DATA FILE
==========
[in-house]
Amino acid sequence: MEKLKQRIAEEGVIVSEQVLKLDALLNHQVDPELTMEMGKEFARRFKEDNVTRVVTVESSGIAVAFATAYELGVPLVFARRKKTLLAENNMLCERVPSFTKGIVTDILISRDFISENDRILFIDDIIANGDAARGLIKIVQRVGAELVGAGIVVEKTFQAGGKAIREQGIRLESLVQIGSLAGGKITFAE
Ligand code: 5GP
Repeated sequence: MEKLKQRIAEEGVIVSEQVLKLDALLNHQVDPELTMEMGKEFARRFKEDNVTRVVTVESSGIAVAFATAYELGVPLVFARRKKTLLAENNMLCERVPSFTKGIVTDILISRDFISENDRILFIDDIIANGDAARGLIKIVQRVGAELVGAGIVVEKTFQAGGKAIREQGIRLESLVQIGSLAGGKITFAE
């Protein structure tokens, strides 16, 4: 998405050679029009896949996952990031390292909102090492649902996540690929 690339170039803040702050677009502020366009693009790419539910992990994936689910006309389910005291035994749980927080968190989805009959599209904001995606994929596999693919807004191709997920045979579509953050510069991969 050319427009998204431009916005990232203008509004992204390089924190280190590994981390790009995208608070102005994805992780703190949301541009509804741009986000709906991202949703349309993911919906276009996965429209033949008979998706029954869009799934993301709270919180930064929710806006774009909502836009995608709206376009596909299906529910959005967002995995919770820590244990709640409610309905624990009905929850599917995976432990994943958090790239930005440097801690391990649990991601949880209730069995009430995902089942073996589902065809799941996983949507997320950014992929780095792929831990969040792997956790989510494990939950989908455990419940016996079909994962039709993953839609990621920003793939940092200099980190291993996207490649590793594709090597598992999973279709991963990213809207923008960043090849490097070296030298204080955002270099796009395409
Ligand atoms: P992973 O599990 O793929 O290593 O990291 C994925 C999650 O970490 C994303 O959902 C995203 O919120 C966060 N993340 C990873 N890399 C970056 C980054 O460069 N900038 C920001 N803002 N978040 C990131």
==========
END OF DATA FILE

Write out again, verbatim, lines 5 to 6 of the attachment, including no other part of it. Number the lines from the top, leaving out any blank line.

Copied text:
């Protein structure tokens, strides 16, 4: 998405050679029009896949996952990031390292909102090492649902996540690929 690339170039803040702050677009502020366009693009790419539910992990994936689910006309389910005291035994749980927080968190989805009959599209904001995606994929596999693919807004191709997920045979579509953050510069991969 050319427009998204431009916005990232203008509004992204390089924190280190590994981390790009995208608070102005994805992780703190949301541009509804741009986000709906991202949703349309993911919906276009996965429209033949008979998706029954869009799934993301709270919180930064929710806006774009909502836009995608709206376009596909299906529910959005967002995995919770820590244990709640409610309905624990009905929850599917995976432990994943958090790239930005440097801690391990649990991601949880209730069995009430995902089942073996589902065809799941996983949507997320950014992929780095792929831990969040792997956790989510494990939950989908455990419940016996079909994962039709993953839609990621920003793939940092200099980190291993996207490649590793594709090597598992999973279709991963990213809207923008960043090849490097070296030298204080955002270099796009395409
Ligand atoms: P992973 O599990 O793929 O290593 O990291 C994925 C999650 O970490 C994303 O959902 C995203 O919120 C966060 N993340 C990873 N890399 C970056 C980054 O460069 N900038 C920001 N803002 N978040 C990131």